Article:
To Account for Murder
By William C. Whitbeck
The Permanent Press, $28
By Elizabeth Kane Buzzelli
Murder and politics made uneasy bedfellows back in the Michigan of 1945. It was a time, just after World War II, when governmental corruption ran wide and deep through the state; when contracts went to the one who most generously greased a palm or two; and when deals were hammered out in Lansing clubs and bars, and in backrooms where whiskey flowed and paid-for women freely entertained.
Then came crusaders like Judge Leland Carr and special prosecutor Kim Sigler, who later became governor of Michigan, with subpoenas and indictments flying in all directions, shaking up the Purple Gang -- which was behind a lot of the corruption -- and the politicians happily at home in the gangsters pockets.
State Senator Warren Green Hooper, of Albion, got caught up in the widely thrown net and was set to testify before the one-man grand juror when he was found shot three times in the head, dead in his car, parked beside M-99.
Members of the Purple Gang went to prison for the murder, but the man who ordered the murder never spent a day in jail. This, even as reporters assigned to cover the story earned Pulitzers for their articles and one-third of the state legislature was, at one time, under indictment.
It is from this intriguing background of a true Michigan murder that the current Chief Judge of the Michigan Court of Appeals, William C. Whitbeck, has set a mystery in which he uses the 1945 murder of a state senator as the jumping off place for his novel, To Account for Murder.
Whitbecks imaginary characters are set against the ins and outs of Lansings legal and political world. He draws heavily on his background among lawyers, crooks, and the innocent who appear before him, to give a portrait of a world rarely drawn with the precision we get here. The judge not only takes the reader through all the historical underbelly of gang/politician coziness but into the places and times when men were corrupted, and warnings were followed with murder.
In To Account for Murder, Charlie Cahill is back from fighting in World War II, minus his left arm lost to a German machine gun, and without his father, who had been killed while running alcohol across the Detroit River during prohibition. Charlie is an attorney looking for a job in Lansing. Hes already been caught up in the murder of his lovers husband and now becomes a part of the team investigating that very murder. The investigation takes him to places he never wanted to go, and exposes his own corruption as he works to get someone else convicted of the murder he abetted.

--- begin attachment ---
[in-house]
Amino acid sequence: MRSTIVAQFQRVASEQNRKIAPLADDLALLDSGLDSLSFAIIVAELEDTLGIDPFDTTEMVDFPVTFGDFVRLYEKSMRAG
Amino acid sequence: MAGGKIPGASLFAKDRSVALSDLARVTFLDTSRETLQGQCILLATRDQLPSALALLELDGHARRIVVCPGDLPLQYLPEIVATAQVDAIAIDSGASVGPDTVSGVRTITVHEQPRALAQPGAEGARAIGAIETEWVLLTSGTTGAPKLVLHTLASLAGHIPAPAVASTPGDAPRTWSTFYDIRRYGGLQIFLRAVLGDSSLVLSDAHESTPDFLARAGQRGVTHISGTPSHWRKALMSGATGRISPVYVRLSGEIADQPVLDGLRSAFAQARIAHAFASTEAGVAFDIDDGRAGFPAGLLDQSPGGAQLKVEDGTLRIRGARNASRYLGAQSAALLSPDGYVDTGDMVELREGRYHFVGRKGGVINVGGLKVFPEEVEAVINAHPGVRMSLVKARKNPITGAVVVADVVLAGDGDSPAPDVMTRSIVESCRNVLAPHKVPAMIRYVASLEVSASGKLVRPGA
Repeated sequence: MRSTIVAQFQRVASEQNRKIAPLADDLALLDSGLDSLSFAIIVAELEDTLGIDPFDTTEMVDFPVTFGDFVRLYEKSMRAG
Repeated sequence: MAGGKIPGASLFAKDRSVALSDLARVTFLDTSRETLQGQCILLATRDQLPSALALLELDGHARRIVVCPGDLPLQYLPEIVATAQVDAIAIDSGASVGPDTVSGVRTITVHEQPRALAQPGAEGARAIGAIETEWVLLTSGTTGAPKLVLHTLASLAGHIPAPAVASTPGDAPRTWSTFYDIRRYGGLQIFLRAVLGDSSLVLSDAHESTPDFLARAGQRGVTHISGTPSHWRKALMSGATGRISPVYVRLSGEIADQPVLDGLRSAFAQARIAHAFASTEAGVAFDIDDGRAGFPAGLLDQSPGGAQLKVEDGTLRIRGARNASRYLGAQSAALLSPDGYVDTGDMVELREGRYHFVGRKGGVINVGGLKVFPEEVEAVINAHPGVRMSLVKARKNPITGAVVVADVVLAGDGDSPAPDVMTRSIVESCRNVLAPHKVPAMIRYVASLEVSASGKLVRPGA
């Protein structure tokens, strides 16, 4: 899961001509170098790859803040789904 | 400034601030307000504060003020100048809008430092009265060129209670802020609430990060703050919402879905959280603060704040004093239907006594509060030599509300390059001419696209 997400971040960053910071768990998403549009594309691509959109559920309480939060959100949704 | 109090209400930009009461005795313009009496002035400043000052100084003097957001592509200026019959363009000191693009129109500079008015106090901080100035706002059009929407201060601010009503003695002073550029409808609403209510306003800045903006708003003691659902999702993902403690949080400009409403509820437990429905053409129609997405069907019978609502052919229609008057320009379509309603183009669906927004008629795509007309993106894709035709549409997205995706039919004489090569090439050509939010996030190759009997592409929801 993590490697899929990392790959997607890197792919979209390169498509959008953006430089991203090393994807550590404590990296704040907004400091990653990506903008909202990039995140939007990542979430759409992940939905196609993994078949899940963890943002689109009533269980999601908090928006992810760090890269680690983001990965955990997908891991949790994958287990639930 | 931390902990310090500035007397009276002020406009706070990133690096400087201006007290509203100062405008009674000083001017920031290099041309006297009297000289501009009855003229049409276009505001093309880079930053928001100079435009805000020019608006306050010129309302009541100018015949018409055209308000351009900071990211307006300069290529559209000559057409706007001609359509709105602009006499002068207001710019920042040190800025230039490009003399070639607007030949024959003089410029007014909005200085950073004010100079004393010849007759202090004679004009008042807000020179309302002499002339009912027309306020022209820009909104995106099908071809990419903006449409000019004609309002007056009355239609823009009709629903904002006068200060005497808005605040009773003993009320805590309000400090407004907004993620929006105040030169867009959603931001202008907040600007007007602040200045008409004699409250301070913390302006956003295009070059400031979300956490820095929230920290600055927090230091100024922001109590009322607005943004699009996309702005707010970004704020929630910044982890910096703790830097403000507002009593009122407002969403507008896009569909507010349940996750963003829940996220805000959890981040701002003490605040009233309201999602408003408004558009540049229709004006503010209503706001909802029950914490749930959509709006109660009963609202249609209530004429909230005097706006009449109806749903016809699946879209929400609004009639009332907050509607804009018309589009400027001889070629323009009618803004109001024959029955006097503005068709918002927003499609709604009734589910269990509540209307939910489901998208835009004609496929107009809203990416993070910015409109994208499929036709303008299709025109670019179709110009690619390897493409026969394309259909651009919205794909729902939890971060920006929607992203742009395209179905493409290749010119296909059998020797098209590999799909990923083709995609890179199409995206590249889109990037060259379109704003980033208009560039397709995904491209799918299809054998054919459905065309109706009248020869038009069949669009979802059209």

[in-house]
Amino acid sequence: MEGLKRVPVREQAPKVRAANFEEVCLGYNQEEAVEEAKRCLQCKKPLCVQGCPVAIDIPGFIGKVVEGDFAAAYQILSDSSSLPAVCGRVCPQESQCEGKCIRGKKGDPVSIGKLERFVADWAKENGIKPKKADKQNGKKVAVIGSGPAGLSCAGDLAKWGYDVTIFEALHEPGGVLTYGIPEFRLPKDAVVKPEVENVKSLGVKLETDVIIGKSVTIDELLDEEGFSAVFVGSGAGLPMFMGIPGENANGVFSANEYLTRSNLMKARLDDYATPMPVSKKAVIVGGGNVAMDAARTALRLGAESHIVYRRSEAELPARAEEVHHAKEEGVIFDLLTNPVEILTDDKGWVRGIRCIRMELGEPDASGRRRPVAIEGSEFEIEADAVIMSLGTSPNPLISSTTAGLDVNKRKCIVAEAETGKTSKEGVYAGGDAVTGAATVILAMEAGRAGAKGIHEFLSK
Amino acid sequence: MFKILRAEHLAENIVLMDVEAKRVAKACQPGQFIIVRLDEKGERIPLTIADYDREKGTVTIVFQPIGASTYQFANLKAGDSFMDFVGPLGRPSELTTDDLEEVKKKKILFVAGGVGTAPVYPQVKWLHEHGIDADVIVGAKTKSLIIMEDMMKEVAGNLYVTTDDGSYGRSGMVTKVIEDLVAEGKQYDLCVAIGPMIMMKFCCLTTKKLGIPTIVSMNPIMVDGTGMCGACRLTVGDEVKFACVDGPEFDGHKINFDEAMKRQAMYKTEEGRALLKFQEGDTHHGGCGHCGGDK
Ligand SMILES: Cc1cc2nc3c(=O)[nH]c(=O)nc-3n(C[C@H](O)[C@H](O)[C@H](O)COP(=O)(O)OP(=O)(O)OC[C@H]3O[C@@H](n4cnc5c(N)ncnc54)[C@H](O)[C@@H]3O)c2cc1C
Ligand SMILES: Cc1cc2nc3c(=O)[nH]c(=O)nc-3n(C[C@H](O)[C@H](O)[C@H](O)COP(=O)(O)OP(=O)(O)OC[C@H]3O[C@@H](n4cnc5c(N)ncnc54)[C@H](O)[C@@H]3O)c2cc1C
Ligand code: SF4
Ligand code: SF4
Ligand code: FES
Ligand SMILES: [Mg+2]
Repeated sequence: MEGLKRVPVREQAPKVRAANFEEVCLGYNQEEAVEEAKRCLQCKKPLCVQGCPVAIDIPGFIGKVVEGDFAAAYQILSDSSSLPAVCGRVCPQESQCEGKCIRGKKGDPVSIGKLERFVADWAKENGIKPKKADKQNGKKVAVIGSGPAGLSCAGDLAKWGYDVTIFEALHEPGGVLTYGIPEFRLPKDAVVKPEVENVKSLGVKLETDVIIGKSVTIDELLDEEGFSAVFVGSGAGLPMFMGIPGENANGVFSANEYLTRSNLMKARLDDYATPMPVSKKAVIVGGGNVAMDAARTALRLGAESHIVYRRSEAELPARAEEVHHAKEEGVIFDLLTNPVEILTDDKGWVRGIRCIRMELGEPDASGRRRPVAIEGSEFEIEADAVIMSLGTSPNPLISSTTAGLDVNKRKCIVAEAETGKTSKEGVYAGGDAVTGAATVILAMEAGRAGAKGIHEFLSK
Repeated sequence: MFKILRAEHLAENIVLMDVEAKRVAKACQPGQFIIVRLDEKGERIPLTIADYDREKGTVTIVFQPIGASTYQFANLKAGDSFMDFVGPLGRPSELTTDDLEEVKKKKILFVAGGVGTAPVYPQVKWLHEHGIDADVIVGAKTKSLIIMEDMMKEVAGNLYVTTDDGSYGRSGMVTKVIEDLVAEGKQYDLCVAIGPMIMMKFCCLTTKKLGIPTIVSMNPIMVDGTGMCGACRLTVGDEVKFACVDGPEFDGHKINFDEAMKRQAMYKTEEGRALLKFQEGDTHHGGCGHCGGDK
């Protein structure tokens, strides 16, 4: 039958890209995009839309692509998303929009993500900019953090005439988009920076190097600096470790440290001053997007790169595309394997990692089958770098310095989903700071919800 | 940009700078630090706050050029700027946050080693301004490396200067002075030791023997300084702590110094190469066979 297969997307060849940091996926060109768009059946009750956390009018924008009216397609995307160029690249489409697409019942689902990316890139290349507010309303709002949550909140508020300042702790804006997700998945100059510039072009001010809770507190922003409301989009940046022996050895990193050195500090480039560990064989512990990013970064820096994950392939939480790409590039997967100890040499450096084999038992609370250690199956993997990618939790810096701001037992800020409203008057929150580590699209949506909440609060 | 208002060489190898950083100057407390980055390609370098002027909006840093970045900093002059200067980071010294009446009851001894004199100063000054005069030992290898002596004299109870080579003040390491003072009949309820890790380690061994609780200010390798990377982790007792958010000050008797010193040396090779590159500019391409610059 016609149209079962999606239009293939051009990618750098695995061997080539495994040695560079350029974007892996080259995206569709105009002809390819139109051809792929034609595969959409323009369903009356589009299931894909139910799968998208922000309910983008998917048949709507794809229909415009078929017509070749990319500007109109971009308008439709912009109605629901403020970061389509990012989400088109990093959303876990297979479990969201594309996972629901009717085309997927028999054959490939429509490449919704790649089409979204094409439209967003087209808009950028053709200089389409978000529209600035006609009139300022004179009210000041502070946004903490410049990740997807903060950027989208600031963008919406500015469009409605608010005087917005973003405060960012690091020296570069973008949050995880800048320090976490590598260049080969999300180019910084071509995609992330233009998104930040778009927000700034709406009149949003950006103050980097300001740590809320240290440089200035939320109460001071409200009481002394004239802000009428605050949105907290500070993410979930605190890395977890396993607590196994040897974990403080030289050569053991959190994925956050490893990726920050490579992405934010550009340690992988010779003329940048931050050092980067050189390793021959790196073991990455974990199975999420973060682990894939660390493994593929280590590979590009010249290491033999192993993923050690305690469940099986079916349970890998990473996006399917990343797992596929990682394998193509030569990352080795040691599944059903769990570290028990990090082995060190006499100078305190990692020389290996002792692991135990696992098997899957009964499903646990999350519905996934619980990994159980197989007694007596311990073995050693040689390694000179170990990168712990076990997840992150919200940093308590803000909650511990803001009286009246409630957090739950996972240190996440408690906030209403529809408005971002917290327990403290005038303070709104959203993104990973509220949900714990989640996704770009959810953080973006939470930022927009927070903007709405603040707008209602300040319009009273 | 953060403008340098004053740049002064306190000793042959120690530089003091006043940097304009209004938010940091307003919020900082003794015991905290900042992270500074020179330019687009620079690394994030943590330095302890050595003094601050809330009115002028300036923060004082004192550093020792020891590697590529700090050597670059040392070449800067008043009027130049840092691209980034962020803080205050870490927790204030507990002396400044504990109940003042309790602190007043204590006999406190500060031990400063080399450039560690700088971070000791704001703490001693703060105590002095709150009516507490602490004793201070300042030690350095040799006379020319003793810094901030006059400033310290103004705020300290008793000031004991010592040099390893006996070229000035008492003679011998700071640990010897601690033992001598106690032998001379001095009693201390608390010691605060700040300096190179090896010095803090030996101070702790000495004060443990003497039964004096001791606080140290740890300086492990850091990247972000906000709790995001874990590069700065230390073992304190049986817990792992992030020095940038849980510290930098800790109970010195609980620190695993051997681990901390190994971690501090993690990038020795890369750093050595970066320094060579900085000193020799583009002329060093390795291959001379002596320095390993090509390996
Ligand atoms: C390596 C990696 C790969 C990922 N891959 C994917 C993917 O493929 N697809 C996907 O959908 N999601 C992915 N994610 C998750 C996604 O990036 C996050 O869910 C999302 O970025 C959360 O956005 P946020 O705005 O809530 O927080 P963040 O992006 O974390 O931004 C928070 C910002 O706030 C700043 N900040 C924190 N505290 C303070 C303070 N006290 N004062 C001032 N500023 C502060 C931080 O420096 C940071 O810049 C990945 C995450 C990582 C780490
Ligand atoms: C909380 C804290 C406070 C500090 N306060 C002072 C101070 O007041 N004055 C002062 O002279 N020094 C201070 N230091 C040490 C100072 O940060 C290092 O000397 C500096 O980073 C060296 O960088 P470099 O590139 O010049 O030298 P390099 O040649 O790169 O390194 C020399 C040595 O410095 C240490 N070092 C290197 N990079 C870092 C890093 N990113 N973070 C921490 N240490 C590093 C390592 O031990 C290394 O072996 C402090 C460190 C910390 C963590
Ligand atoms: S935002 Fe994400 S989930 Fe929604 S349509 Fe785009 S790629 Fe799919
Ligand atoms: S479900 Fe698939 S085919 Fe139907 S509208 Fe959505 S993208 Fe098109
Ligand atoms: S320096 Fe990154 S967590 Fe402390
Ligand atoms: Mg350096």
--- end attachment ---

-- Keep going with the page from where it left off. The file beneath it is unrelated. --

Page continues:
Cahill, at the beginning of the book, is on his deathbed, but with this chilling story to tell. The novel moves from November, 1996, back in time to those post-war days, back to the death of the state senator, and back into murky maneuverings through Lansings corridors of government right up to an ending that is a surprise not only for Cahill but for others around him.
As with all books where the writer has a particular and intimate knowledge of places or peoplesuch as Aaron Standers Shelf Ice, Mardi Links Isadores Secret, Fleda Browns Driving with Dvorak, or Elmore Leonards stories of Detroitit is Whitbecks knowledge of the lawthe intricacies and arcane twiststhat set this book apart, moving it from surprising twist to compelling turn.
The judge knows his territory and mines it well, delivering a deft mystery which seems not only close in time but in subject matter. Corruption never grows old. Not in the minds of those who read about it nor in the short memories of those who commit it.
The last judge to write a ringing story of lust and murder in Michigan was Michigan Supreme Court Justice John Voelker and his Anatomy of a Murder. That novel was also loosely based on a true murder case and eventually became a widely acclaimed 1959 movie starring Jimmy Stewart, Lee Remick, and Ben Gazzara.
To Account for Murder was recently chosen as one of the Michigan Libraries Notable Books for 2010, for its depiction of a Michigan murder and as an addition to the states history by a prominent jurist.
Elizabeth Kane Buzzellis next mystery, Dead Dogs and Englishmen will be out from Midnight Ink in May, 2011.